Excerpt from Dorothy Bruce’s new novel Any news from India
‘I told you, I don’t have a brother or half-brother,’ she repeated. ‘You’ve mistaken me for someone else.’ Anxiety drained her face of colour. She ached to put a closed door between her and this stranger whose aim she suspected wasn’t merely to wangle his way into the house to rob her, steal the new television or her husband Colin’s golfing trophies. That kind of theft appeared innocent compared to his interest in her. What lay behind that? She had no idea. She was an only child, of that she was certain, so he was either up to no good, or was confusing her with someone else.
From the kitchen, she heard the coffee pot prancing like an agitated clog dancer on the ceramic hob. Boiled coffee. Ugh! She’d need to make fresh.
‘Please. Two minutes of your time.’ The stranger’s body shivered, shrinking into his clothes for warmth. His hand shuddered to the inside pocket of his jacket and tugged a photograph from his wallet. ‘Look,’ he urged, as he thrust it towards her. ‘It’s your mother…my mother. Bethida Dickson.’
With her right hand clamped to the door handle Ro inched out her left to take the black and white photo spider-webbed by creases. The woman captured in it wore a dated dress and jacket and carried a large straw bag. On her head perched a felt hat, at one side of which strutted a bow shaped like a shark’s fin.
The photo was redolent of the nineteen fifties or early sixties, the kind taken by seaside photographers so prevalent at the time. They snapped all who ventured along resort proms, ogled girls with their eyes and flattered women with words in the hope of a sale.
Ro’s heart performed acrobatics, simultaneous front flips and back flips, while an unknown hand twisted her temperature control from Arctic to volcanic eruption. She frowned, felt her throat tighten, loath to believe her eyes. The woman in the photo looked very like Bethida, her mother, whom this stranger was also claiming as his mother.
Dismayed, she thought she could even remember the dress, the hairy feel of the material and the smell of it when she sat on her mother’s knee to be comforted after some childish disaster. Red, geranium red, she was certain that was the colour, with a design below waist level in black braid. Her fingertips could almost feel the cloth-covered buttons at the back, the third one down looser due to her habit of twisting it when a bear hug thanked her mother for whatever treat she had promised in recompense for the hurt.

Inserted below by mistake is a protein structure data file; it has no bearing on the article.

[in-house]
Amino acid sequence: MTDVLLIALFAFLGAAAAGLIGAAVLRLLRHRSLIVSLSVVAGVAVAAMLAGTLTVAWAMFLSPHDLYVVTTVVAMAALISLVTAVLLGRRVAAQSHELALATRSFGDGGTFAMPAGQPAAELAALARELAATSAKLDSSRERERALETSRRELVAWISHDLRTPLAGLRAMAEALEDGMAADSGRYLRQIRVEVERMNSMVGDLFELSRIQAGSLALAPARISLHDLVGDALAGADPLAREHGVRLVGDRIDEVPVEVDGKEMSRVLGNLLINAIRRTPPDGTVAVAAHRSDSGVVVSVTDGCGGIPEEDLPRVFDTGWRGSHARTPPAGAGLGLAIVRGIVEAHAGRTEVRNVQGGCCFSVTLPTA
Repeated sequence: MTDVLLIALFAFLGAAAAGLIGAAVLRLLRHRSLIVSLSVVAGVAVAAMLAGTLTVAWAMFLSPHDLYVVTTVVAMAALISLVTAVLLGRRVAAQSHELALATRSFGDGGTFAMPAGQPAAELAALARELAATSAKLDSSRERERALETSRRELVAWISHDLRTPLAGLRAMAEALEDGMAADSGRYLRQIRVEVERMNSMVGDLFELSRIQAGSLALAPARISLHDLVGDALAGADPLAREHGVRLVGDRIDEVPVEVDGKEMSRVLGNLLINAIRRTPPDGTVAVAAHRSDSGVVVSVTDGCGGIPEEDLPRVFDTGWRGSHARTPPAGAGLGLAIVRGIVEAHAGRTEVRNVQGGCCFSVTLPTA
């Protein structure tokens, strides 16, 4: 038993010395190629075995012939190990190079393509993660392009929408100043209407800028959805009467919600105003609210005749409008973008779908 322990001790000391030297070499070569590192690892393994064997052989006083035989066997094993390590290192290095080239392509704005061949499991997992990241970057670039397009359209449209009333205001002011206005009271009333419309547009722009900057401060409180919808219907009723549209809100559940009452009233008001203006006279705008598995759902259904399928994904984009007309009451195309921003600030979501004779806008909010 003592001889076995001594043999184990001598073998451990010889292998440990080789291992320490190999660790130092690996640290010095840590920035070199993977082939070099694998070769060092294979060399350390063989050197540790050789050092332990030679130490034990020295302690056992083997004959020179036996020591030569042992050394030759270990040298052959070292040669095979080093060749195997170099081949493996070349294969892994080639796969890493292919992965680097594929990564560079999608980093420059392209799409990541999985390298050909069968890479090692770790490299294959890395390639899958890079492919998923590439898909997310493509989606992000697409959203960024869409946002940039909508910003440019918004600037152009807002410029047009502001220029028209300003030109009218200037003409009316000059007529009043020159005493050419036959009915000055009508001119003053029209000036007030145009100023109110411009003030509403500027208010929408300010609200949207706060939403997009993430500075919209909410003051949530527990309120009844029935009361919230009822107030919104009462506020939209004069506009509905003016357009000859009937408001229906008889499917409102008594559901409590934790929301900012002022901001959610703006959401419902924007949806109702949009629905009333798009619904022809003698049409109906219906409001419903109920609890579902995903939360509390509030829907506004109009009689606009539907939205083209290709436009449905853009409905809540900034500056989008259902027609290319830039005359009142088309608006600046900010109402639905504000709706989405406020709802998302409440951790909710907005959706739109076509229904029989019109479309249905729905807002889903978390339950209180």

Yet, how was it possible? She didn’t have a brother. Or a half-brother. He must be wrong. She thrust the photograph back at him with a hand that trembled.
‘Sorry, this isn’t my mother.’ The tone of her voice was pitched to sound decisive, yet a quiver fluttered her words. She blinked rapidly to clear her vision as she raised her hand to push a strand of hair from her face, blown there by an icy gust.
In the sag of the man’s face she saw his confidence contract, a look of dismay replacing certainty that she would recognise the woman. He looked very cold now, his face pinched, his body huddled into his clothes for warmth. Disappointment dulled his eyes, stretched his mouth downwards. ‘I’m certain I’m related to you. I’ve read descriptions of this village, of people… There are links…perhaps another—’
‘You’ve mistaken me for someone else.’ Ro’s tone softened, as suspicions waned at his obvious disappointment, and sympathy for the stranger uncurled.
She wondered if she should invite him in for a cup of coffee, but held back, gripped by a cagey feeling, a wariness that sounded a warning, an internal voice that shrieked Identity theft. Recently, she’d watched a programme on television about it and, though fascinating, found it also alarming. The photograph, for instance, it could have been picked up anywhere with some scam in mind. And although it looked like Bethida, she wasn’t certain it was. Nor did she know the stranger, only who he said he was, and she was here on her own.
The man shook his head. ‘No.’
‘I’m sorry,’ Ro repeated, ‘I don’t see how you can possibly be my half-brother.’
The man’s hands trembled as he scrutinised the photograph then replaced it in his wallet. ‘I’m certain I am.’ His voice was roughened by the cold. ‘Won’t you let me explain?’
A smell of burnt coffee seeped from the kitchen, its acridity assaulting her nose. Ro felt she must be decisive. She urged a wan smile onto her face. ‘Look, if you think you’ve information that will persuade me, put it in writing.’ A safe compromise, she felt, one that allowed her to deal with the problem at arm’s length with advice from others. ‘I’ll have a look at it, I promise. But meantime I must go.’ She closed the door, though a feeling of guilt niggled. Nevertheless she eased the door key to its locked position before she dashed for the kitchen to retrieve the burnt pot from the hob.